We told ’em it wouldn’t work

Published 12:00 am Wednesday, September 3, 2003

Okay folks, I’ve had enough. Americans are sitting comfortably on our collective prosperity as jobs and our future are hemorrhaging into Mexico and other countries. In my untrained opinion, much of this problem can be traced to the signings of NAFTA (North Atlantic Free Trade Agreement) and GATT (General Agreement on Trades and Tariffs).

When NAFTA and GATT were approved, the theory was that it would open free trade across borders and cost this country less to export goods to other countries, increasing sale of our products.

But this free trade works both ways. When these agreements were being considered, southern people involved with textiles and agriculture tried to tell the nation that they would be a catastrophe for our country. No one listened, especially no one in Washington, DC.

You could probably search all day and find no one more ignorant of import/export laws and international commerce than I, but some things just make sense and some don’t. For instance, overall the American dollar has stood tall against currency from other countries for generations. That means our dollars will buy more from other countries, but doesn’t that also mean other countries’ people have less money to buy our products?

Another clue should have come from knowing that other countries do not insist on the same standard of living we like for our workers. We rightfully want our workers to be adults with safe working conditions, hospitalization insurance, disability insurance, life insurance, retirement and other perks to make life better. So doesn’t that mean those countries pay workers less and through trade we accept the violation of human rights?

Also, other places do not legislate the same standard of environmental protections we do. So doesn’t that mean the manufacturer must jump fewer hurdles, thereby spending less production money? Let’s hypothetically say it actually costs just $2 more to make a pair of blue jeans in this country than in Mexico. Then we must figure extra environmental and worker costs/benefits so the price doubles. Can we blame the manufacturer for taking his plant there?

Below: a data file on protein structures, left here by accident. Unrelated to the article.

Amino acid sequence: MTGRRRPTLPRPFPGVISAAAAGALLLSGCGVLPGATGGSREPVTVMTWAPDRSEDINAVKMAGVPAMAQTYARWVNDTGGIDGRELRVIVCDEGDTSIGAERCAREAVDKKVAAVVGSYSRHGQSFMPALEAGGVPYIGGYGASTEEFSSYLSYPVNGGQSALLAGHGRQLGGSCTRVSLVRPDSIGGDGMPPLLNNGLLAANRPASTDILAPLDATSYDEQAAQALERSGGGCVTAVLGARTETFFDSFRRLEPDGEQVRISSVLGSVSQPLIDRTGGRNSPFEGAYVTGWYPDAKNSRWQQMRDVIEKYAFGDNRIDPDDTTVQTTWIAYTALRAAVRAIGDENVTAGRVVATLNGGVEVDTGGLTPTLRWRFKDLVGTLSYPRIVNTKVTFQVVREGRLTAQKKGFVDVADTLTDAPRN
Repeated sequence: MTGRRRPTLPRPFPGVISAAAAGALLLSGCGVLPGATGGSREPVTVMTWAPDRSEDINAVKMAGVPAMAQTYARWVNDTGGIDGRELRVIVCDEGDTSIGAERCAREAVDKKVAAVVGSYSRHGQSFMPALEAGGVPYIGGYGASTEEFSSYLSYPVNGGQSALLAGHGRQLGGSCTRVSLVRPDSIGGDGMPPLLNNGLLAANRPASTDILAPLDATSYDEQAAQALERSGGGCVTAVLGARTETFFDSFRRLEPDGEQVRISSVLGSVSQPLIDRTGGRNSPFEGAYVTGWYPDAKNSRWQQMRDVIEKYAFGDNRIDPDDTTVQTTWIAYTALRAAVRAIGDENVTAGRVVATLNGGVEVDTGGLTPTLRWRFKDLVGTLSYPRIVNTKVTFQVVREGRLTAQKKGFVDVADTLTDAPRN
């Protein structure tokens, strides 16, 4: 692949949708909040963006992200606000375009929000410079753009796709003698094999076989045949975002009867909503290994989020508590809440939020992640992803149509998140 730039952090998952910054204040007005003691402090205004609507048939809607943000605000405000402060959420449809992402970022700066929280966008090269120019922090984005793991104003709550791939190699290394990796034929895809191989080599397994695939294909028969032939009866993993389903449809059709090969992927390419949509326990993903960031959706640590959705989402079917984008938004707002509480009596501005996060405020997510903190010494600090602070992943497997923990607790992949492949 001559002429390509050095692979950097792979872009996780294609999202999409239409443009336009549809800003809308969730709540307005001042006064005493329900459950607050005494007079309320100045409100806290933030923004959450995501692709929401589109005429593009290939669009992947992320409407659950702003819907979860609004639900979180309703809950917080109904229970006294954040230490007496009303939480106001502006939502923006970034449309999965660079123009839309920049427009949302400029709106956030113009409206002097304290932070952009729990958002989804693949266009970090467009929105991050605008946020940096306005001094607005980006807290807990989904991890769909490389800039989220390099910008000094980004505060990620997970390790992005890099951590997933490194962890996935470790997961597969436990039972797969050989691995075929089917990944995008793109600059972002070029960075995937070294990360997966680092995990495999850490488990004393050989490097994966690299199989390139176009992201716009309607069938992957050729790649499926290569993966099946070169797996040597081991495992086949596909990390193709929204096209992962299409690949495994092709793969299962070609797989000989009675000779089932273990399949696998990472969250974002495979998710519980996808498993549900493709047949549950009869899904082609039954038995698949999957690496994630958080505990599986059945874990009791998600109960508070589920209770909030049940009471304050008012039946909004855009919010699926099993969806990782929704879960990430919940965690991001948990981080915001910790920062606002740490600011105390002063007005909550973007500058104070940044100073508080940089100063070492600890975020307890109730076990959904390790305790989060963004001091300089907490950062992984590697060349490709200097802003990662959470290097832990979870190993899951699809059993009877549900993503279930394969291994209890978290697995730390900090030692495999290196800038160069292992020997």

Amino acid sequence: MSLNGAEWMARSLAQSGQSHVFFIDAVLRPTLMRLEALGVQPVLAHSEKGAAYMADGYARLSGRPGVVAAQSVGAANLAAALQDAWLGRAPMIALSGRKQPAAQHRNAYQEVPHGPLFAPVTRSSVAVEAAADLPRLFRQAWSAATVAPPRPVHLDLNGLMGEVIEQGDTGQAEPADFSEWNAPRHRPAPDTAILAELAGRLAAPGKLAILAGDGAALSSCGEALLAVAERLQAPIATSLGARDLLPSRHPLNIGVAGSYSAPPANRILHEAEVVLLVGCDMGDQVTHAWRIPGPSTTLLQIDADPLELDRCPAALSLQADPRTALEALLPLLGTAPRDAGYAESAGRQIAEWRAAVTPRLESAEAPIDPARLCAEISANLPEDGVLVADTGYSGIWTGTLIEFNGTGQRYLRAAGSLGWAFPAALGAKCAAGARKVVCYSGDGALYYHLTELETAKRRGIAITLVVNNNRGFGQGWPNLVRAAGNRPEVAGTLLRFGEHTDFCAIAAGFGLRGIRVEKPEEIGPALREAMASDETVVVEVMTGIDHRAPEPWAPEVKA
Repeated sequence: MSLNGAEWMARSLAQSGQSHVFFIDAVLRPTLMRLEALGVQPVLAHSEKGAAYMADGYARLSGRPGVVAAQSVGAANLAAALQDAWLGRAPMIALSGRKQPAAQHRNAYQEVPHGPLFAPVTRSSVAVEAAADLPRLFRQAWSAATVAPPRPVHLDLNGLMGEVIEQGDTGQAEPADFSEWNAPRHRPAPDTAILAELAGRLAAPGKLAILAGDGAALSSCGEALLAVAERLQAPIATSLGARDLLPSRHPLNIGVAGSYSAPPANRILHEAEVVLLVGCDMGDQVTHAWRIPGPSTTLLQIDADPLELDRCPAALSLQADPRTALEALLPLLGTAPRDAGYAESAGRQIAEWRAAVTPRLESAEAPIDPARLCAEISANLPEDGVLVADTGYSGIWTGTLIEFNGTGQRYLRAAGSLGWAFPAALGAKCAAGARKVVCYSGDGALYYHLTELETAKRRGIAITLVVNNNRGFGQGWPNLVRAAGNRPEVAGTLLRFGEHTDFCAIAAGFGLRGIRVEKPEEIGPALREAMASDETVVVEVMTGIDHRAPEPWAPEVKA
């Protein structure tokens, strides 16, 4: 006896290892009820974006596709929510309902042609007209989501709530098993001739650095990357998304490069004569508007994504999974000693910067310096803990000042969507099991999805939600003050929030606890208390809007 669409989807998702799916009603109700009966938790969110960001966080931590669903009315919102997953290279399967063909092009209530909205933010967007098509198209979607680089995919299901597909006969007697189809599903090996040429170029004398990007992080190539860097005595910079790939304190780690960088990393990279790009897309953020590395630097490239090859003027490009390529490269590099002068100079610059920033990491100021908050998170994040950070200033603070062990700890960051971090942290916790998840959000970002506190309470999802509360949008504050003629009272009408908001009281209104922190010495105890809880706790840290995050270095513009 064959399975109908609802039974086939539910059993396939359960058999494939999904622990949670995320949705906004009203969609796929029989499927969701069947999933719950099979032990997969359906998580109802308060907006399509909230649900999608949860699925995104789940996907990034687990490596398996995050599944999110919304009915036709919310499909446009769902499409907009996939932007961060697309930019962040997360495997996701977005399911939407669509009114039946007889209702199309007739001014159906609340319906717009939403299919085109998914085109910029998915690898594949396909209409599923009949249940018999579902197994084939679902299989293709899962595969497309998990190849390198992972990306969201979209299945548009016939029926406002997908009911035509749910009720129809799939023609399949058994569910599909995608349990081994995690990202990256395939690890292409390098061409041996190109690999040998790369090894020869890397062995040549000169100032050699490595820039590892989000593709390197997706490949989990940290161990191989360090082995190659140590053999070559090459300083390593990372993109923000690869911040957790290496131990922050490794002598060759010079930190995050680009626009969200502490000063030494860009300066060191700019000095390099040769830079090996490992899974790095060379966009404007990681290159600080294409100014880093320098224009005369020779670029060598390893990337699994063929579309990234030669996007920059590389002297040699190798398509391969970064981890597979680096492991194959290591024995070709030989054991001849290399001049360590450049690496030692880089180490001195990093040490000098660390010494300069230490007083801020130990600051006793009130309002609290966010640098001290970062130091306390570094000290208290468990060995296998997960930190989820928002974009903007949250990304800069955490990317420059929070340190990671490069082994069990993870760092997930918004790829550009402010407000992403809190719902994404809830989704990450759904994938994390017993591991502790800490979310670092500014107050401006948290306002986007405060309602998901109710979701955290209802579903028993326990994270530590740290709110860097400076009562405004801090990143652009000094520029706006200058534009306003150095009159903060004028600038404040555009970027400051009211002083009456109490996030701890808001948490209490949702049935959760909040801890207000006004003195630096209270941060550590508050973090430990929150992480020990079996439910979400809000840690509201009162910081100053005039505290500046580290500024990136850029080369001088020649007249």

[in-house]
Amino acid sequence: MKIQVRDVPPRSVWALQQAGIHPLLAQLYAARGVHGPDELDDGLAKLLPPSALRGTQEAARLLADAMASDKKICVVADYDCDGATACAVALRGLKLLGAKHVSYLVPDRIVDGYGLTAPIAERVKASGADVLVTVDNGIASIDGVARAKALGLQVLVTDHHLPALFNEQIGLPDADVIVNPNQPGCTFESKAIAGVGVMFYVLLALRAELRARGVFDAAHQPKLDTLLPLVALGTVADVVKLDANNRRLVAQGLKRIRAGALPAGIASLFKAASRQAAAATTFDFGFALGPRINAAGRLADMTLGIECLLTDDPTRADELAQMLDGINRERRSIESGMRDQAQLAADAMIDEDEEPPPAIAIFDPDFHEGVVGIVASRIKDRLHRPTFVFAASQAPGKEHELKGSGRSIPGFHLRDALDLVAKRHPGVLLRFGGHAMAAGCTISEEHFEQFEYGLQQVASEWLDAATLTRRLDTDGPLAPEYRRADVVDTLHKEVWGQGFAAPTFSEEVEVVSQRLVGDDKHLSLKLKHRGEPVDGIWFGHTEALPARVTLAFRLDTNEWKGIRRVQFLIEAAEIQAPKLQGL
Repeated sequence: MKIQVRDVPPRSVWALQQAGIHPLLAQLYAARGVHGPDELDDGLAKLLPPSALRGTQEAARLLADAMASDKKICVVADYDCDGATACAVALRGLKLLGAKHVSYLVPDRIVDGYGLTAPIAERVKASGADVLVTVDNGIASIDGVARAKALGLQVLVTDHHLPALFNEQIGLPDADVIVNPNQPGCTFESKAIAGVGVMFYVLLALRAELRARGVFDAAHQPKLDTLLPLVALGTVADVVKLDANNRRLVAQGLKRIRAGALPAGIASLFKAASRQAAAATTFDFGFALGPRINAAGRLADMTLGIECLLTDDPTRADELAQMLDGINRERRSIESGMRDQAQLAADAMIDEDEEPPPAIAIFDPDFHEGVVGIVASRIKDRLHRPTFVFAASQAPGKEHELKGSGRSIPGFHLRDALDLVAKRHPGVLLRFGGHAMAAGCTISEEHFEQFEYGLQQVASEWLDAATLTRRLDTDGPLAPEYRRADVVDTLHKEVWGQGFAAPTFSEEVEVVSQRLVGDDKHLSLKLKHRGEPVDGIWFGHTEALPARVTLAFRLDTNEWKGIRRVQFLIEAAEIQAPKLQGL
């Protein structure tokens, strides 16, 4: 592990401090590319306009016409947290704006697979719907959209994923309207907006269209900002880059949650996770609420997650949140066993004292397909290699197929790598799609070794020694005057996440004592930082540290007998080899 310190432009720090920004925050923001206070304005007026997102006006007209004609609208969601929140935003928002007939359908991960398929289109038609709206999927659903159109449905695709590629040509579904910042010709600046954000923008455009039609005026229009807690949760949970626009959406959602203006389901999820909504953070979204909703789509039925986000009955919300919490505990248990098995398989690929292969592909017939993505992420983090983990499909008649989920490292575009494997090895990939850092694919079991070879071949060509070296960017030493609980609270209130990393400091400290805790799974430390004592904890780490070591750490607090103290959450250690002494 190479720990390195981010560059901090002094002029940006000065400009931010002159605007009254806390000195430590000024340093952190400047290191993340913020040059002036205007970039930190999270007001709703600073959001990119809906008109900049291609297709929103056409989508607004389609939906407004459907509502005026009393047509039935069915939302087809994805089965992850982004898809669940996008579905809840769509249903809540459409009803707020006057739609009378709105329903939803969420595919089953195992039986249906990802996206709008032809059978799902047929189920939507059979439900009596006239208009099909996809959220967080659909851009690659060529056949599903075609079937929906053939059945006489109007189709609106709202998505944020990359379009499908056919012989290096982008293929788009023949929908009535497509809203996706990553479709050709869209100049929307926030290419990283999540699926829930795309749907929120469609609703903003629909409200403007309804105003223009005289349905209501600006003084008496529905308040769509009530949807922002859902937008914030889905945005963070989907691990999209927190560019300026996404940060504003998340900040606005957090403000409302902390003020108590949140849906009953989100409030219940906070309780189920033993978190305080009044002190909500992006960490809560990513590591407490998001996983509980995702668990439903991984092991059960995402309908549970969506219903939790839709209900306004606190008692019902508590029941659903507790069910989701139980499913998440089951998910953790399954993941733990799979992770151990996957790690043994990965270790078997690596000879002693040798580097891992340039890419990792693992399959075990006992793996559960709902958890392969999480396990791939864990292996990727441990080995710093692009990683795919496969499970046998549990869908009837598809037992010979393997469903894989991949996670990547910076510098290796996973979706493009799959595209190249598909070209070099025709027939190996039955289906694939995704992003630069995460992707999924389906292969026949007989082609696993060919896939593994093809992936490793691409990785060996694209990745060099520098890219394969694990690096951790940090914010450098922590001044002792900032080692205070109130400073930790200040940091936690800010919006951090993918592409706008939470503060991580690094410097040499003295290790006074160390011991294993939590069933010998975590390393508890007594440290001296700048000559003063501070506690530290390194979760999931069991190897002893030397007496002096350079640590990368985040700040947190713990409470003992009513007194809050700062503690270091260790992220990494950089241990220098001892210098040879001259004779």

Do the NAFTA and GATT have a contracted life or can we pull out of those agreements at any time? Can we get just a portion of those jobs back from other countries? Can we make it easier for the manufacturer to produce his product in this country without hurting the American worker or the environment?

We could write a whole newspaper about how the American farmer has been hurt by all this. He is paying more to produce his crops and getting fewer subsidies from government programs. The American farmer is fighting a battle for favor from consumers who can purchase products imported from other countries for two cents less. Often the consumer doesn’t care that it’s substandard, just so it’s cheaper, and America loses the sale.

Each generation wants its children to live better, but the generation of today is having a hard time finding jobs because those jobs and products met and passed on the borders erased by NAFTA and GATT. Where will we be when the next generation joins the workforce? How many manufacturing jobs can you remember that have been lost in eastern North Carolina in the past two years?

There are more questions than answers here. Former President Bill Clinton signed NAFTA and GATT into law and it was a mistake. He had a lot of help getting this legislation passed, so we can’t place all the blame on Clinton. But it sure feels like a good place to start.